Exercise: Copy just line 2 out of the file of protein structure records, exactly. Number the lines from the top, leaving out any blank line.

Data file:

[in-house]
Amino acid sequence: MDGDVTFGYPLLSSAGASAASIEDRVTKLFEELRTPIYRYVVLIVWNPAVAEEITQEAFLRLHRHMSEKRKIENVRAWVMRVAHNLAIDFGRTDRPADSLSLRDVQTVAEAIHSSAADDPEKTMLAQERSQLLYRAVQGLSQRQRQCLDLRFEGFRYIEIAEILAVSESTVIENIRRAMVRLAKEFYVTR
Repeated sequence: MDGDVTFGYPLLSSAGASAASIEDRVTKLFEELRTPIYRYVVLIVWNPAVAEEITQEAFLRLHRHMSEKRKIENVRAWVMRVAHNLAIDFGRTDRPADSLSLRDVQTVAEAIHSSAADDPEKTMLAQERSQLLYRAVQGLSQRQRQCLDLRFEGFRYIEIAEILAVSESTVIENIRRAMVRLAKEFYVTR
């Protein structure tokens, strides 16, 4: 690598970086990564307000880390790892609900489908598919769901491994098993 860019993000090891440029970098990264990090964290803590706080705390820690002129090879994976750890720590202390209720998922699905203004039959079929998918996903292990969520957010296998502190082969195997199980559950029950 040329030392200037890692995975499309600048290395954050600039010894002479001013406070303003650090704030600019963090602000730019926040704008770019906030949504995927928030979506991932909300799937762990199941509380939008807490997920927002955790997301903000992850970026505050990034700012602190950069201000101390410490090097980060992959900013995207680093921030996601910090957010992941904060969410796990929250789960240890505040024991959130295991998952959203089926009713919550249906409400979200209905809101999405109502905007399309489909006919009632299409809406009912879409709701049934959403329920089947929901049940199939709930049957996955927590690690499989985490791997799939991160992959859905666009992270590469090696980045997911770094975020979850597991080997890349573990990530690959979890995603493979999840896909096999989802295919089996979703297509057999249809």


Amino acid sequence: MDGDVTFGYPLLSSAGASAASIEDRVTKLFEELRTPIYRYVVLIVWNPAVAEEITQEAFLRLHRHMSEKRKIENVRAWVMRVAHNLAIDFGRTDRPADSLSLRDVQTVAEAIHSSAADDPEKTMLAQERSQLLYRAVQGLSQRQRQCLDLRFEGFRYIEIAEILAVSESTVIENIRRAMVRLAKEFYVTR